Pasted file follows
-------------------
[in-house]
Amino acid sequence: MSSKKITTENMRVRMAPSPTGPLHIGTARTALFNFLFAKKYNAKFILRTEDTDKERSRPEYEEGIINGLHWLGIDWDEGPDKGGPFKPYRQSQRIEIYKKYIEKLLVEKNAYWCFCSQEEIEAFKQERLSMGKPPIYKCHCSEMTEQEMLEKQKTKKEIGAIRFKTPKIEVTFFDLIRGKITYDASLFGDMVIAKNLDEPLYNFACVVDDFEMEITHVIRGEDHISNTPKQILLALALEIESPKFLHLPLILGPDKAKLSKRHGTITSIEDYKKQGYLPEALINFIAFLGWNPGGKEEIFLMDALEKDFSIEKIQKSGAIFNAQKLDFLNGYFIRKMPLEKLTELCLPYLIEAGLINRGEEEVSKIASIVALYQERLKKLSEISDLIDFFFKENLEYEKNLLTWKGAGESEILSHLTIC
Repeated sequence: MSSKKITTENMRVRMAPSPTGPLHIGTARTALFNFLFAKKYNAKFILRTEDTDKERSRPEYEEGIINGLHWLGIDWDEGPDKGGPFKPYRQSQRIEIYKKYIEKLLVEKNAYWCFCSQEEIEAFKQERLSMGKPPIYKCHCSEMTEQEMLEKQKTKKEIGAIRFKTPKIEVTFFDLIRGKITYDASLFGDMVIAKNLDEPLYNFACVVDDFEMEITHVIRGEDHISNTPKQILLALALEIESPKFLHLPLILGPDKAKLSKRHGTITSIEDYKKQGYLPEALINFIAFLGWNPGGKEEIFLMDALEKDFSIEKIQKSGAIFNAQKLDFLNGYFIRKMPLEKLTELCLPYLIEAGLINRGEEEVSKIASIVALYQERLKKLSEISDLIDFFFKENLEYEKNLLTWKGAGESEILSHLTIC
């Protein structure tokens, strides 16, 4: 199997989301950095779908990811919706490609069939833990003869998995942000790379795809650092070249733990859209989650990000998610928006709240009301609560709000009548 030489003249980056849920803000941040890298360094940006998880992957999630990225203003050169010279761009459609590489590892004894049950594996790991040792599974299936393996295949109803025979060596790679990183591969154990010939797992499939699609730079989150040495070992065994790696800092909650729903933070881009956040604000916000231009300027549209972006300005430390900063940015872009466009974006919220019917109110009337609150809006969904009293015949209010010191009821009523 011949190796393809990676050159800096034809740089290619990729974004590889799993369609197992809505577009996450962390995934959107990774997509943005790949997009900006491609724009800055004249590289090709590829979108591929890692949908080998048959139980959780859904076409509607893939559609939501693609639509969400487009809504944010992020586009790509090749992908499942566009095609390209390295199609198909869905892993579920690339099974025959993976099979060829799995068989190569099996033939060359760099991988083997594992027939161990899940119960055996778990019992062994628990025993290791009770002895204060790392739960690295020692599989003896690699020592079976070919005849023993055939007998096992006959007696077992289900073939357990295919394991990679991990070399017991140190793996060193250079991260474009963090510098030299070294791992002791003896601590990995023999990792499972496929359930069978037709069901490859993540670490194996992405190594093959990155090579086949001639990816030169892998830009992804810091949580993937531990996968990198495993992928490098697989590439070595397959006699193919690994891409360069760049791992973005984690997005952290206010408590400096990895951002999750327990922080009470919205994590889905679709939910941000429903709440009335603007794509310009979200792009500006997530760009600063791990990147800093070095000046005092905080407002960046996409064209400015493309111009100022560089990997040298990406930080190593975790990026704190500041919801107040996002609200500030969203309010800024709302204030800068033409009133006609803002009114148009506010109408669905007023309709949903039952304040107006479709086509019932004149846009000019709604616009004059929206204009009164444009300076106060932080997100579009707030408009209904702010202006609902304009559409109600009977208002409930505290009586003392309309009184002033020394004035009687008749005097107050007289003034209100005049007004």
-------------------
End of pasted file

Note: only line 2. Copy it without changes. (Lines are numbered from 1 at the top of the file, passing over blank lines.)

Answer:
Amino acid sequence: MSSKKITTENMRVRMAPSPTGPLHIGTARTALFNFLFAKKYNAKFILRTEDTDKERSRPEYEEGIINGLHWLGIDWDEGPDKGGPFKPYRQSQRIEIYKKYIEKLLVEKNAYWCFCSQEEIEAFKQERLSMGKPPIYKCHCSEMTEQEMLEKQKTKKEIGAIRFKTPKIEVTFFDLIRGKITYDASLFGDMVIAKNLDEPLYNFACVVDDFEMEITHVIRGEDHISNTPKQILLALALEIESPKFLHLPLILGPDKAKLSKRHGTITSIEDYKKQGYLPEALINFIAFLGWNPGGKEEIFLMDALEKDFSIEKIQKSGAIFNAQKLDFLNGYFIRKMPLEKLTELCLPYLIEAGLINRGEEEVSKIASIVALYQERLKKLSEISDLIDFFFKENLEYEKNLLTWKGAGESEILSHLTIC